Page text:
By TOPE TEMPLER OLAIYA
IT’S been a fiery start to 2013 across the country and like most events taking precedent in Lagos State, the fury of fire, which rocked the Centre of Excellence in the last few days of last year is spreading like wild harmattan fire across the country.
From the incidents at the international wing of Murtala Muhammed Airport, Lagos to NAFDAC’s laboratory test centre at Oshodi and the Boxing Day explosion at Jankara Market, it is becoming one too many leaving in its wake deaths and destruction.
It has often been described as the greatest servant but the worst master difficult to control when it turns into a conflagration, burning and destroying everything in its path.
And in the rage of its fury, it has no respect for anyone, not even the monarchy. A raging inferno, which started in the early hours of Wednesday and lasted three hours, razed the palace of the Alaafin of Oyo, Oba Lamidi Adeyemi III, destroying 21 rooms and almost wiping out all the historical relics and artifacts in the palace.
The ‘god of fire’ as if angry at the nation, also visited ex-president Olusegun Obasanjo’s Hilltop mansion in Abeokuta. Though the billow of thick smoke enveloped the area and rose high into the sky, the former president described the incident as minor, but said if not for providence that made the fire to occur in the daytime and not at night, he would have suffocated to death and become history.
On New Year’s day, fire destroyed five houses near the Ikoku spare-parts market in Port Harcourt, capital of Rivers State. According to witnesses, the fire started at about 10am at the dumpsite of the market in Gambia Street, Port Harcourt. The fire destroyed disused cars and other spare parts at the site and later spread to surrounding buildings.
Last Friday at the Mbiama, East-West road, Port Harcourt, two people were killed with 10 others injured among many other houses and vehicles burnt when a tanker fire fell on its side and spilled its content on the road before it gutted fire.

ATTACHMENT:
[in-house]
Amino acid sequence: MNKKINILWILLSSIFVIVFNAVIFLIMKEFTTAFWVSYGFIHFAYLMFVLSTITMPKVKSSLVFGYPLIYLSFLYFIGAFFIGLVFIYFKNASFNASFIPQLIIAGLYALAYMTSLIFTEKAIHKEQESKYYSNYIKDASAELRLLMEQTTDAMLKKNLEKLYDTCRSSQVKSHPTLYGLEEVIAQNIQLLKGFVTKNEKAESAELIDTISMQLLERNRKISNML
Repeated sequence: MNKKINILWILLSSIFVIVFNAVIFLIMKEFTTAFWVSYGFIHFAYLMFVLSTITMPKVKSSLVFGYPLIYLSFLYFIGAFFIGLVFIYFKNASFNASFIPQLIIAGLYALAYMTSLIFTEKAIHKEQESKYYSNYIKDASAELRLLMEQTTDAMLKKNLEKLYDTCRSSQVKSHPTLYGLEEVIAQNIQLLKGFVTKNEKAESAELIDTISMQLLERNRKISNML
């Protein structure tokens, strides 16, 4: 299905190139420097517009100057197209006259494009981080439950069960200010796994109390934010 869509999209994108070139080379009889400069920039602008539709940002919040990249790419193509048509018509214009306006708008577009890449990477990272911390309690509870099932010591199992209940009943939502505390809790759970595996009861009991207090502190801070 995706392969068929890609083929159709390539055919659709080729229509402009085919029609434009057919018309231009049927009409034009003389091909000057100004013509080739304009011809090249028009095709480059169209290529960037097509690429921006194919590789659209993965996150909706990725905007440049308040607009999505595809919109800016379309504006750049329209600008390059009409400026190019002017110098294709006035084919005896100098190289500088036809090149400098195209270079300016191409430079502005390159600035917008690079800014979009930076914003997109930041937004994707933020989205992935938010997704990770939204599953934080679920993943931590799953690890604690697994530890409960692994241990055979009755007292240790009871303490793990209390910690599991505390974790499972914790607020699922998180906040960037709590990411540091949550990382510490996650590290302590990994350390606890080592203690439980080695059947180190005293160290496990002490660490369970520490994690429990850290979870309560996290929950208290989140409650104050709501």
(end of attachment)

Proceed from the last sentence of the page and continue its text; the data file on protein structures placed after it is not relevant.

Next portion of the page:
The first reported incident in Lagos this year was on Monday, January 7 when fire razed three buildings at Ajegunle in Olodi-Apapa area of the state. The buildings, which housed a pharmacy store, boutique, transport equipment, electronic shop and a supermarket were razed after a suspected power surge from a shop in one of the buildings sparked the fire.
Just when the Lagos State Emergency Management Agency (LASEMA) was deploying its earth-moving equipment from Jankara market, Idumota to the scene of the incident, an early evening fire gutted the biggest plank market in Ebute-Metta on Tuesday, resulting to the loss of goods worth several millions of Naira, 50 makeshift houses and the displacement of over 3,000 Lagosians.
Balls of fire and thick smoke coming from the scene could be seen from major parts of the state, while men of the Lagos State Fire Service made frantic efforts to put out the fire. According to sources who suspect an electrical fault, the fire started from one of the shops and immediately spread despite efforts of residents and shop owners to extinguish it.
The next day, it was another disaster as an explosion on board a ship servicing MRS Oil and Gas tank farm at the Tin-Can Island port sparked a major fire, disrupting operations at the depot. The explosion occurred as an oil vessel belonging to MRS discharged petroleum products at one of the company’s tank farms, witnesses said.
While dry weather has been identified as the major cause of the recent spate of incidents, storing of petrol in living houses and markets, careless disposal of cigarette stubs, adulterated fuel, power surge, electric sparks and illegal connection of electricity are all sources of fire outbreaks.
Many people have faulted the responsiveness of fire services and emergency first responders in the country, who have been reputed to always arrive late and without sufficient equipment to the scene of fire incidents. There have also been renewed calls for the federal and state governments to adequately fund the fire department and emergency agencies, while the culture of insuring properties should be imbibed by Nigerians to mitigate the damage and misery of the misfortune.